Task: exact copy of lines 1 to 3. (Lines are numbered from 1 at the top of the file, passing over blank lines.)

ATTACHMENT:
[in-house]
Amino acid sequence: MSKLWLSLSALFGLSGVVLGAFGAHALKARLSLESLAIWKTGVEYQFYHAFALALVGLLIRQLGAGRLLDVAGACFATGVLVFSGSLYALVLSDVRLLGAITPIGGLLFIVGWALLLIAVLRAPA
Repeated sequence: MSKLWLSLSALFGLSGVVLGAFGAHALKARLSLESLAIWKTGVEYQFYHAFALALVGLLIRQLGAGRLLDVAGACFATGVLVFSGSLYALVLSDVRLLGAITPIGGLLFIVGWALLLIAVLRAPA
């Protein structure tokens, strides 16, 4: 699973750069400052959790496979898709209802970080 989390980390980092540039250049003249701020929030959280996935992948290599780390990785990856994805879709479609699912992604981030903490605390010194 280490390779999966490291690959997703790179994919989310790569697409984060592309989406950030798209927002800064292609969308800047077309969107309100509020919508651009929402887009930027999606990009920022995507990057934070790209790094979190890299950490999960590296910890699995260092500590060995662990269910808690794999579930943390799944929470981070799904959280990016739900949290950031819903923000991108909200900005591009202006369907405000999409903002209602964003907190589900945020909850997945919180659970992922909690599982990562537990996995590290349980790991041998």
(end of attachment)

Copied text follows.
[in-house]
Amino acid sequence: MSKLWLSLSALFGLSGVVLGAFGAHALKARLSLESLAIWKTGVEYQFYHAFALALVGLLIRQLGAGRLLDVAGACFATGVLVFSGSLYALVLSDVRLLGAITPIGGLLFIVGWALLLIAVLRAPA
Repeated sequence: MSKLWLSLSALFGLSGVVLGAFGAHALKARLSLESLAIWKTGVEYQFYHAFALALVGLLIRQLGAGRLLDVAGACFATGVLVFSGSLYALVLSDVRLLGAITPIGGLLFIVGWALLLIAVLRAPA